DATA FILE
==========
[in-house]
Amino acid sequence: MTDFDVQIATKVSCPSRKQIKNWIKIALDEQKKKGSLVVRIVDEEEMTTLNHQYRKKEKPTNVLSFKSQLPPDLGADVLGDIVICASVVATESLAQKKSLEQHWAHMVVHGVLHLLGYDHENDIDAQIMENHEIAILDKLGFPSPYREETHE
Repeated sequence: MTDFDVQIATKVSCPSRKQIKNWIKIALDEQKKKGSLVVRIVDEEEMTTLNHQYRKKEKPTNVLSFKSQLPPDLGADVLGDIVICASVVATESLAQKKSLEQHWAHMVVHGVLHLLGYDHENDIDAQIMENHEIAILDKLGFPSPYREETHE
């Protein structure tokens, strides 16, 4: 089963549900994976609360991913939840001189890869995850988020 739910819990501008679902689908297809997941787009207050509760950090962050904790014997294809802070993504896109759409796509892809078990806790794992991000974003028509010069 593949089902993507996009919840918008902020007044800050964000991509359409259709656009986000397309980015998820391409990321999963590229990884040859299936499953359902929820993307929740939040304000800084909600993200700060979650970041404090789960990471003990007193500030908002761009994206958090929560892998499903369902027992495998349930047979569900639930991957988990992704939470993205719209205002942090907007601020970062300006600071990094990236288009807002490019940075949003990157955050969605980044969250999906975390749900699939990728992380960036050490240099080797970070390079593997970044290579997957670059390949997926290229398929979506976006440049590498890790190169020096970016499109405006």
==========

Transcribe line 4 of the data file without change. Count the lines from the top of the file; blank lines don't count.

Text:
């Protein structure tokens, strides 16, 4: 089963549900994976609360991913939840001189890869995850988020 739910819990501008679902689908297809997941787009207050509760950090962050904790014997294809802070993504896109759409796509892809078990806790794992991000974003028509010069 593949089902993507996009919840918008902020007044800050964000991509359409259709656009986000397309980015998820391409990321999963590229990884040859299936499953359902929820993307929740939040304000800084909600993200700060979650970041404090789960990471003990007193500030908002761009994206958090929560892998499903369902027992495998349930047979569900639930991957988990992704939470993205719209205002942090907007601020970062300006600071990094990236288009807002490019940075949003990157955050969605980044969250999906975390749900699939990728992380960036050490240099080797970070390079593997970044290579997957670059390949997926290229398929979506976006440049590498890790190169020096970016499109405006």